Mansfield, Oakes and Timbers, Circuit Judges. Mansfield, Circuit Judge (concurring and dissenting).
Appellant Columbia Gas System, Inc. (Columbia) appeals from a judgment entered in the Southern District of New York, Inzer B. Wyatt, District Judge, 334 F. Supp. 1279 (S.D.N.Y.1971), granting the government's motion for summary judgment and dismissing the complaint in a tax refund action brought by Columbia to recover federal corporate income taxes and interest for the taxable years 1955, 1956, 1957 and 1958 in the aggregate amount of $244,084.33 claimed to have been erroneously assessed and collected.*fn1
Three essential issues are involved on this appeal:
(1) Whether the conversion of debentures into Columbia's common stock as provided in a certain indenture constituted payment by Columbia of interest accrued on the debentures.
(2) Whether, on conversion, Columbia realized income in the form of discharge of indebtedness.
(3) Whether, for the taxable years 1955 and 1956, the refusal of the Commissioner to accept Columbia's consents to a reduction in the basis of its assets under Section 108(a) of the Internal Revenue Code*fn2 was an abuse of discretion.
Since we agree with the district court's application of the law to the undisputed facts, we affirm.
In view of the district court's clear, comprehensive and detailed statement of the facts based on a stipulation by the parties, 334 F. Supp. at 1280-81, it is sufficient for our purpose to set forth here only such facts as are necessary to an understanding of our rulings below.
Under a 1954 indenture, Columbia issued $50,000,000 principal amount of 3 1/2% subordinated debentures due 1964. Interest on the debentures was payable semiannually on May 10 and November 10. The debentures were convertible into Columbia's common stock at the rate of $13 1/3 per share, or 7 1/2 shares per $100 principal amount of debentures, with cash adjustments to be made in lieu of fractional shares. The indenture provided that "there shall be no adjustments in respect of interest or dividends on the conversion of any Debenture or Debentures." Each debenture provided that "no adjustment is to be made on conversion for interest accrued hereon or for dividends on securities issued on conversion."
Columbia used the accrual method of accounting. Each month it entered on its books as accrued interest debt the amount of interest earned on the debentures, and transferred to capital surplus the amount of interest accrued on debentures converted during the monthly accounting period.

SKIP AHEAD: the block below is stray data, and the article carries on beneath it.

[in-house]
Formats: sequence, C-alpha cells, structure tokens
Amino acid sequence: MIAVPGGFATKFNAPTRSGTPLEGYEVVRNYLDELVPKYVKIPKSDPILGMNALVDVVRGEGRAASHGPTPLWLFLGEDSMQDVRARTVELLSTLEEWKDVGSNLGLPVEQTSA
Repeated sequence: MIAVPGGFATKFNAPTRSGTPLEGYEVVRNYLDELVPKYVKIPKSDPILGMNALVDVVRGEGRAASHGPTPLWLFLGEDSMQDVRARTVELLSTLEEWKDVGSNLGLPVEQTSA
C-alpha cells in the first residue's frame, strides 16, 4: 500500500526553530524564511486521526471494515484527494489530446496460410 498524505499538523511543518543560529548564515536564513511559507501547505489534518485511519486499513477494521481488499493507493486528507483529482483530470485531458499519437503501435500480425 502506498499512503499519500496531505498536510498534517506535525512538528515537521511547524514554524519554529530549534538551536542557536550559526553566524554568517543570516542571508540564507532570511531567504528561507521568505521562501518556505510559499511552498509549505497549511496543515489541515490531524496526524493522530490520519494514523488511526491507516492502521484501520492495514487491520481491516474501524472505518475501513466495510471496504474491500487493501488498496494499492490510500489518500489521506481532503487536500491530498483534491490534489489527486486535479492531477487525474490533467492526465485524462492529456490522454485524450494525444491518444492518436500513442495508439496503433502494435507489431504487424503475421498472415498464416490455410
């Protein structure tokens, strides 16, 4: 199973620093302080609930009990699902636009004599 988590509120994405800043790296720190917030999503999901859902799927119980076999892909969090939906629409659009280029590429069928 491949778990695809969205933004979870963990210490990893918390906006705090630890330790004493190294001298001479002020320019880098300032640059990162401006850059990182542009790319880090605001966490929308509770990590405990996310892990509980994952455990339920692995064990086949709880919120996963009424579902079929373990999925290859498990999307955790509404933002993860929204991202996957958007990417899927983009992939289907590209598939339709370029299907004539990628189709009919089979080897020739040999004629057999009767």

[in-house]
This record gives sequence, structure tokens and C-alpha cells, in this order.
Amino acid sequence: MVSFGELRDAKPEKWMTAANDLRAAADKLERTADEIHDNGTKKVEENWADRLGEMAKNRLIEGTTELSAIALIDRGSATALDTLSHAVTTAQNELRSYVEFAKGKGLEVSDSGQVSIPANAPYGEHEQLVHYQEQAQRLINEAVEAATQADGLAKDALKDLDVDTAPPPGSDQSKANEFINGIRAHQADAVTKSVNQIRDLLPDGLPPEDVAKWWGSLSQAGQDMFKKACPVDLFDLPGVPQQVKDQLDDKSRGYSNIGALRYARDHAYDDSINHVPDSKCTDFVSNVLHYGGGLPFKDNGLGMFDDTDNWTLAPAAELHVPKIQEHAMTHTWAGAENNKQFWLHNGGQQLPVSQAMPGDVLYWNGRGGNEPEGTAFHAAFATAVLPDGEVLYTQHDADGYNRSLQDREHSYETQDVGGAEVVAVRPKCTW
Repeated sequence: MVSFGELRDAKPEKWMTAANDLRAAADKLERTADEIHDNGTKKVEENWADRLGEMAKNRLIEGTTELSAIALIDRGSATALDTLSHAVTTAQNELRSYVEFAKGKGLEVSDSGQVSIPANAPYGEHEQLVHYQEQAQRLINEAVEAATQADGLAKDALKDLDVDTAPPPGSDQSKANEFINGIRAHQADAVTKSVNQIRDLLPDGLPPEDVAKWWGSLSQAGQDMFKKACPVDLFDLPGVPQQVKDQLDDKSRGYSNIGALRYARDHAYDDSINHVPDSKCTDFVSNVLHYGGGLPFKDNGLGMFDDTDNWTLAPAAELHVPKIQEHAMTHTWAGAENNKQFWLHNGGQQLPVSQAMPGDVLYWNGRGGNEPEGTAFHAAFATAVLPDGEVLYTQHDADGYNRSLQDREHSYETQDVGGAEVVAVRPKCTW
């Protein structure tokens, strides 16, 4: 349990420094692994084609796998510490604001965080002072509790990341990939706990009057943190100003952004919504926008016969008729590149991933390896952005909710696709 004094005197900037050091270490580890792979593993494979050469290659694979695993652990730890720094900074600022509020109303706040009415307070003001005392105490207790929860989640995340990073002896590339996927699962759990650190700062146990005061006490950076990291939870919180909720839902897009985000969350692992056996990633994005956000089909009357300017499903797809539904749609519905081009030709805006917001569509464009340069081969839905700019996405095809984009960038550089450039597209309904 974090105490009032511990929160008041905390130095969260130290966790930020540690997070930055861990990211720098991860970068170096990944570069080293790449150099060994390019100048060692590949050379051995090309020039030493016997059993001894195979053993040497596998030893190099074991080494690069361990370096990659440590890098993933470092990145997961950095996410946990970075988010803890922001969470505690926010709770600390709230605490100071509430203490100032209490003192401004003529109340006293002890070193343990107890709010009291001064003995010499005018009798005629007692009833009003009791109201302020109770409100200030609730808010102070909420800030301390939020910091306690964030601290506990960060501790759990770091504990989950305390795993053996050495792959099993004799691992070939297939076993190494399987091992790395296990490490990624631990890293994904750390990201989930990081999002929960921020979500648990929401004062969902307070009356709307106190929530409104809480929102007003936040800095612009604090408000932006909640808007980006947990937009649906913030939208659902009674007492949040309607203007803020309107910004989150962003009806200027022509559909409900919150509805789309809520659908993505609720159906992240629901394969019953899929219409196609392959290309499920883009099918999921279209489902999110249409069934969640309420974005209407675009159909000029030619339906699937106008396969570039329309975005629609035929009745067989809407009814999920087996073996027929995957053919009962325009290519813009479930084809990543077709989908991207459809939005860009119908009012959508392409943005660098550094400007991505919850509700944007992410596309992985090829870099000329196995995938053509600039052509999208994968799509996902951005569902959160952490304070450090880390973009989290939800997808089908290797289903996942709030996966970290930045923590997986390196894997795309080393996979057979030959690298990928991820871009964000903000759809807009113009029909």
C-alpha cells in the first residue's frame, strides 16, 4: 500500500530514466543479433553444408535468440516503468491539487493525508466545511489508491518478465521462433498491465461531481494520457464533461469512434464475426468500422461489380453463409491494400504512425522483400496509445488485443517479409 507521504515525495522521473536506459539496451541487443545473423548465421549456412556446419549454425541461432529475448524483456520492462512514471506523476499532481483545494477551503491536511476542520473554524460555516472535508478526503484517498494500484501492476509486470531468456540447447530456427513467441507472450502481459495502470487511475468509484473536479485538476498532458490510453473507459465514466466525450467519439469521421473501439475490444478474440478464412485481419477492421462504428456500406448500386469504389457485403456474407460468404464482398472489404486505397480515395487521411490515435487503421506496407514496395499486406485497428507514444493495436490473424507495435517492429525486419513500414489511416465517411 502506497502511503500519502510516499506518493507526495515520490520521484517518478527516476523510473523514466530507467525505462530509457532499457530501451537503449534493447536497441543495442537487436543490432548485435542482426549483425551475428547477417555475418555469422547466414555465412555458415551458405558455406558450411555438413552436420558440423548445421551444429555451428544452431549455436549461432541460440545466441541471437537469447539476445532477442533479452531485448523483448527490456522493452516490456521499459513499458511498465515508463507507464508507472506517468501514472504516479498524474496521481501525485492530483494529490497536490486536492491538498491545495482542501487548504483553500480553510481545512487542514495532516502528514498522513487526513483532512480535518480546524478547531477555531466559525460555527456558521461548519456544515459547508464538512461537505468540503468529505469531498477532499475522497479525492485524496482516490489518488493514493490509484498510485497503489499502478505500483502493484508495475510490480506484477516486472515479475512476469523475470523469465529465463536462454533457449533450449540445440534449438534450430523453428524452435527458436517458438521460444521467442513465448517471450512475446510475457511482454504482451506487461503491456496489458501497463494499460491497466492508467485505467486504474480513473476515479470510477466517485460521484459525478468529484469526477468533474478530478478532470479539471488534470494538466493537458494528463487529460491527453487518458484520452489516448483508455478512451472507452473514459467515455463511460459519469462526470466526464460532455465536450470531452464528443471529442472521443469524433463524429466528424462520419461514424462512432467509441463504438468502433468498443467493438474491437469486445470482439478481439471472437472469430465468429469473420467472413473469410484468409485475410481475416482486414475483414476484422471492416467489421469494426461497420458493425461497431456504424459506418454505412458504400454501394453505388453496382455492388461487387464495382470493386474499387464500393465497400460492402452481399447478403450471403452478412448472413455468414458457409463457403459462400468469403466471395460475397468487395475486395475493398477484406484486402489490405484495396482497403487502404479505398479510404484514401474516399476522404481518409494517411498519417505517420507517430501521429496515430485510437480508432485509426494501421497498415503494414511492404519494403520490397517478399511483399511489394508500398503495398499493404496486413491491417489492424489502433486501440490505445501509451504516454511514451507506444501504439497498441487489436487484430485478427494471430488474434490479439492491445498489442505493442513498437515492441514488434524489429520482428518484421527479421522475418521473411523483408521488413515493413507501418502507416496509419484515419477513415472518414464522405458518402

On its federal income tax returns for the taxable years 1955 through 1958, Columbia deducted*fn3 as interest expense all of the interest accrued on the debentures, including the amount accrued on those debentures converted during the particular year. The District Director found this improper. His audit of the returns for the years 1955 and 1956 resulted in the determination of a deficiency of $127,910.64, plus $38,669.97 interest,*fn4 on the ground that Columbia, by failing to report its discharge of indebtedness as gross income,*fn5 had understated its taxable income. An audit of the returns for the years 1957 and 1958 resulted in the determination of a further deficiency of $60,082.80, plus $17,420.92 interest.*fn6 While the same end was reached for the years 1957 and 1958 as for the years 1955 and 1956, the route was by disallowance of the deduction rather than by an addition to gross income. The additional tax for the years 1955 and 1956 was paid on July 31, 1961; that for the years 1957 and 1958 was paid on March 29, 1963.
Refund claims for the taxable years 1955 and 1956 were filed by Columbia on September 26, 1962, together with consents to reduce the basis of its assets pursuant to § 108(a) of the Internal Revenue Code.*fn7 Refund claims for the taxable years 1957 and 1958 were filed in March 1965, but not accompanied by § 108(a) consents.
The District Director disallowed the refund claims for each of the four years. He also refused to give effect to the § 108(a) consents on the ground that they had not been filed with the income tax returns for the years to which they related.
In January 1968, Columbia commenced the instant tax refund action in the district court, pursuant to 28 U.S.C. § 1346(a) (1) (1970), to recover $244,084.33 in income taxes and interest claimed to have been erroneously assessed and collected for the taxable years 1955-1958. The parties in due course filed a joint stipulation of facts. Each moved for summary judgment. In a well reasoned opinion, the district court held that on conversion the accrued interest was discharged and not paid; and that the Commissioner had not abused his discretion in refusing ...